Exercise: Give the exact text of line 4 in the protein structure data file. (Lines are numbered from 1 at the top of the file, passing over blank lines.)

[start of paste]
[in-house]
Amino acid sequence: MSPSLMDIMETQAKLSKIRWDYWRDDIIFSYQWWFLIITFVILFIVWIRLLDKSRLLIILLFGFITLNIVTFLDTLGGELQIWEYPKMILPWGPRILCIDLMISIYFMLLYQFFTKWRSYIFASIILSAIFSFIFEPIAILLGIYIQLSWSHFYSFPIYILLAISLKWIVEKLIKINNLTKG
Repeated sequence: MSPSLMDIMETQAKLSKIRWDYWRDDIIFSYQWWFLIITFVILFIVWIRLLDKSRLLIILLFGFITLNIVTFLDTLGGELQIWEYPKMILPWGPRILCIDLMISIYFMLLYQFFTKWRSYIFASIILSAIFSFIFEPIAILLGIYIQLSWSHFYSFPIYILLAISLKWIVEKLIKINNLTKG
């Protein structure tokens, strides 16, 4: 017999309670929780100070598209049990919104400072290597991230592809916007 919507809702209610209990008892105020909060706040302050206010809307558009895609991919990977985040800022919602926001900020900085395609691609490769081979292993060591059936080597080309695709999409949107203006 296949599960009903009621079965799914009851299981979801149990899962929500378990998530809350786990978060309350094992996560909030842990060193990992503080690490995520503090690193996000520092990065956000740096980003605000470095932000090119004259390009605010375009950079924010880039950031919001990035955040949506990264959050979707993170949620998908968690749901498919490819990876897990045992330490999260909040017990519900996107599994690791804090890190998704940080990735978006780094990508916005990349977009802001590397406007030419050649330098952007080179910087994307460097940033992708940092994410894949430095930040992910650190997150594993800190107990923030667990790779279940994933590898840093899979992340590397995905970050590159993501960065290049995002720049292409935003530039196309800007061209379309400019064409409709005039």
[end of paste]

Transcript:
């Protein structure tokens, strides 16, 4: 017999309670929780100070598209049990919104400072290597991230592809916007 919507809702209610209990008892105020909060706040302050206010809307558009895609991919990977985040800022919602926001900020900085395609691609490769081979292993060591059936080597080309695709999409949107203006 296949599960009903009621079965799914009851299981979801149990899962929500378990998530809350786990978060309350094992996560909030842990060193990992503080690490995520503090690193996000520092990065956000740096980003605000470095932000090119004259390009605010375009950079924010880039950031919001990035955040949506990264959050979707993170949620998908968690749901498919490819990876897990045992330490999260909040017990519900996107599994690791804090890190998704940080990735978006780094990508916005990349977009802001590397406007030419050649330098952007080179910087994307460097940033992708940092994410894949430095930040992910650190997150594993800190107990923030667990790779279940994933590898840093899979992340590397995905970050590159993501960065290049995002720049292409935003530039196309800007061209379309400019064409409709005039």